Williamsport Women

Rena Frankeberger was the supervisor of art in the Williamsport schools for at least 20 years – from about 1910 until 1930. She might have been forgotten in Williamsport if she had not worked along with students and teachers at Curtin Middle School to design and paint 46 murals depicting scenes from Henry Wadsworth Longfellow’s epic poem “The Song of Hiawatha.” The murals were painted over the course of three years during the Depression, from 1932 to 1935.

As a result of a community-wide effort, the murals, which had been removed from the Curtin school cafeteria when the building was being renovated in 1985, have been restored. Michelle Mapstone, a recently retired Williamsport Area School District art teacher, did the painstaking work over seven summers.

James Dougherty, who was the principal at Curtin when the project began, is framing the works and re-hanging them in the first floor hallway at Curtin. The school department is planning a formal rededication and open house, to be held in the spring of 2014.

Not much is known about Rena Frankeberger except that she devoted much of her life to art and to teaching art and design. We do know from our research that she was exceptionally serious about her work and very persistent. Like many other female teachers of the time, she did not marry and she seems to have lived most of her life as a boarder in other people’s homes.

Our research turned up three fascinating letters that she wrote to the Smithsonian Institution in Washington, D.C., requesting specific information about American Indians so that the paintings would be as authentic as possible. The Lycoming County Historical Society has copies of these letters and the response from the Smithsonian. The letters have been digitized and added to the Lycoming County Women’s History Collection. (

In September 1932, Frankeberger wrote to Smithsonian staff asking for two pieces of information – “the type of design and color used by the American Indians in their war paint” and “Was there such a thing as a Sacred Belt for Wampum – and if so, was there a special pattern for it?” Two weeks after sending the first letter, she wrote another letter, dissatisfied that she had not yet received a reply. She mentioned that she had received help from the Museum of Natural History in New York and she was eager to have the murals “as nearly historically correct as possible.” In October, she wrote again, increasingly impatient. The last letter must have crossed in the mail with the response from M. W. Sterling, the chief of the Bureau of Ethnology.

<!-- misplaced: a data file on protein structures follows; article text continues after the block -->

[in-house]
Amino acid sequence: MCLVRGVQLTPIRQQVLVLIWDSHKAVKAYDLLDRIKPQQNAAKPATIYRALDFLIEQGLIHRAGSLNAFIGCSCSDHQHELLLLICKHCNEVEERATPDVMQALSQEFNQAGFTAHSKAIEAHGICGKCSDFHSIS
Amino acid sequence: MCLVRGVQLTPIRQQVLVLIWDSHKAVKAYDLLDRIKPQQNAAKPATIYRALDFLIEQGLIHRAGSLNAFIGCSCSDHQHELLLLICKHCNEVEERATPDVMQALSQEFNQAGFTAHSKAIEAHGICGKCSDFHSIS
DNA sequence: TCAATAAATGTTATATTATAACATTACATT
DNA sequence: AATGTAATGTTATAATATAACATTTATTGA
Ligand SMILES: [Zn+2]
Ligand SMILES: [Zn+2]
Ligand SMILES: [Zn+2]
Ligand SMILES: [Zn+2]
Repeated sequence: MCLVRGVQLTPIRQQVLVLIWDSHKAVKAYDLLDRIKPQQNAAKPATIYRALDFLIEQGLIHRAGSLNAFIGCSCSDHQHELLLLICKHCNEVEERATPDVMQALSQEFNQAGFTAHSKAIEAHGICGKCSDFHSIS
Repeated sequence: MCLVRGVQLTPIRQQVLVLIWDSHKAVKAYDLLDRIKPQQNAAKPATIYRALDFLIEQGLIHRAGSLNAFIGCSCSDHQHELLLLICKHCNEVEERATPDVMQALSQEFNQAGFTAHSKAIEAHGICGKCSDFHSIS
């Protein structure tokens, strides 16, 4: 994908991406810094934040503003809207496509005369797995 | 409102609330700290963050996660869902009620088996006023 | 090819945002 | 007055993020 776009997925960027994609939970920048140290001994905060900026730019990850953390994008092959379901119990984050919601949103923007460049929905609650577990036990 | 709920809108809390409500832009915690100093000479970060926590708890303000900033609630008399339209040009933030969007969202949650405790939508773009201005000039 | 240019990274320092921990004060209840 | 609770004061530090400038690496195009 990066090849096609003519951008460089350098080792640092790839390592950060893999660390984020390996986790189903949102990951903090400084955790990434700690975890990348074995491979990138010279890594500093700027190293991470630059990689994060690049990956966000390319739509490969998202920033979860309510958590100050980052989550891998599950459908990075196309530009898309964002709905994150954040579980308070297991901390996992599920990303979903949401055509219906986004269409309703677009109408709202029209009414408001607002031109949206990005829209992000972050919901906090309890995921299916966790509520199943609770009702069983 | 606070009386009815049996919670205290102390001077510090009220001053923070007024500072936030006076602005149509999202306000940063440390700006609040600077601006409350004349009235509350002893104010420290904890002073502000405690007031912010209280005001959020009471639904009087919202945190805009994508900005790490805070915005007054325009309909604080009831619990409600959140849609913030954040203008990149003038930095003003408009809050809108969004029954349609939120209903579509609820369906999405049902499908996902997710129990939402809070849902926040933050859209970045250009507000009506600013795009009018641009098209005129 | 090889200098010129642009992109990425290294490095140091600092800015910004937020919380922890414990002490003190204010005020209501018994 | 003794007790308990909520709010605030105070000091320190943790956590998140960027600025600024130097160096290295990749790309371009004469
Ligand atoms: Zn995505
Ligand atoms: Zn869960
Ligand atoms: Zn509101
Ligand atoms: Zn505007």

I think that she must have been very disappointed in the long-awaited answers to her questions. An ethnologist at the Bureau, Stirling suggested that, for information on war paint, she consult several volumes on the American Indian that she could probably find in the State Library in Harrisburg.

As for the belt, he said, “It would not be scientifically accurate to use a ‘sacred’ wampum belt before the advent of the white man.”

To add insult to injury, Sterling was quite clear that “historically correct” and The Song of Hiawatha were mutually exclusive. “Longfellow’s poem Hiawatha has made use of a mass of disparate and misinterpreted legendary material. There is no historical reason for bringing the name Hiawatha into this poem.” Apparently his appraisal, with which other scholars agree, did not deter Rena from continuing toward her goal.

During her many years in Williamsport, Frankeberger was also very active in city art life and in professional pursuits.